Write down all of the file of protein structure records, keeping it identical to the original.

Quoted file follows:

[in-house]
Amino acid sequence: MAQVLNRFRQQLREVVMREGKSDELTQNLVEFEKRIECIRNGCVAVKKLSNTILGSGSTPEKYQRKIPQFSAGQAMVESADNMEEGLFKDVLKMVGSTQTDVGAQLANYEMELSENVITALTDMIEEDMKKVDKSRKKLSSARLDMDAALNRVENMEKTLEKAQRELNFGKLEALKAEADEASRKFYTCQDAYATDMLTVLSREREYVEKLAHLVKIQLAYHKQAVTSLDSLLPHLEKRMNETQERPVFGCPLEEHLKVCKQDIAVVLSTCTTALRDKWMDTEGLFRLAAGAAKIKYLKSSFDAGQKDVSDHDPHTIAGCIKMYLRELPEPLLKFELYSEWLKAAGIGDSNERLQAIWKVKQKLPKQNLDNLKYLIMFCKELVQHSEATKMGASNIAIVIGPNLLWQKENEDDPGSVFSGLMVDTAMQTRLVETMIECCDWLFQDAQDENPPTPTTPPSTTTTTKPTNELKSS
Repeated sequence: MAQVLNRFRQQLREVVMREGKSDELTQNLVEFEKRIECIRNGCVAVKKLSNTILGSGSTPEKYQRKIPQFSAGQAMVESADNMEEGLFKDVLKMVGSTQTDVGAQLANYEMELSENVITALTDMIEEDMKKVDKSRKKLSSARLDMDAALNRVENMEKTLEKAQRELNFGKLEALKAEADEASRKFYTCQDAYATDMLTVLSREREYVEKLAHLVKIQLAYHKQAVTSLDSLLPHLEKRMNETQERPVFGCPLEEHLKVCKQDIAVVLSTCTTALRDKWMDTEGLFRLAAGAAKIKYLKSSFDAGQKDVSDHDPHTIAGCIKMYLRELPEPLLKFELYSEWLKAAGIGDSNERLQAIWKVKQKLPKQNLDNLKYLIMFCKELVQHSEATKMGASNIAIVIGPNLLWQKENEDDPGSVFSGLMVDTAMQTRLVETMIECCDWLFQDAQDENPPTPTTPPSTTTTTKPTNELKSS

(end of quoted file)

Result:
[in-house]
Amino acid sequence: MAQVLNRFRQQLREVVMREGKSDELTQNLVEFEKRIECIRNGCVAVKKLSNTILGSGSTPEKYQRKIPQFSAGQAMVESADNMEEGLFKDVLKMVGSTQTDVGAQLANYEMELSENVITALTDMIEEDMKKVDKSRKKLSSARLDMDAALNRVENMEKTLEKAQRELNFGKLEALKAEADEASRKFYTCQDAYATDMLTVLSREREYVEKLAHLVKIQLAYHKQAVTSLDSLLPHLEKRMNETQERPVFGCPLEEHLKVCKQDIAVVLSTCTTALRDKWMDTEGLFRLAAGAAKIKYLKSSFDAGQKDVSDHDPHTIAGCIKMYLRELPEPLLKFELYSEWLKAAGIGDSNERLQAIWKVKQKLPKQNLDNLKYLIMFCKELVQHSEATKMGASNIAIVIGPNLLWQKENEDDPGSVFSGLMVDTAMQTRLVETMIECCDWLFQDAQDENPPTPTTPPSTTTTTKPTNELKSS
Repeated sequence: MAQVLNRFRQQLREVVMREGKSDELTQNLVEFEKRIECIRNGCVAVKKLSNTILGSGSTPEKYQRKIPQFSAGQAMVESADNMEEGLFKDVLKMVGSTQTDVGAQLANYEMELSENVITALTDMIEEDMKKVDKSRKKLSSARLDMDAALNRVENMEKTLEKAQRELNFGKLEALKAEADEASRKFYTCQDAYATDMLTVLSREREYVEKLAHLVKIQLAYHKQAVTSLDSLLPHLEKRMNETQERPVFGCPLEEHLKVCKQDIAVVLSTCTTALRDKWMDTEGLFRLAAGAAKIKYLKSSFDAGQKDVSDHDPHTIAGCIKMYLRELPEPLLKFELYSEWLKAAGIGDSNERLQAIWKVKQKLPKQNLDNLKYLIMFCKELVQHSEATKMGASNIAIVIGPNLLWQKENEDDPGSVFSGLMVDTAMQTRLVETMIECCDWLFQDAQDENPPTPTTPPSTTTTTKPTNELKSS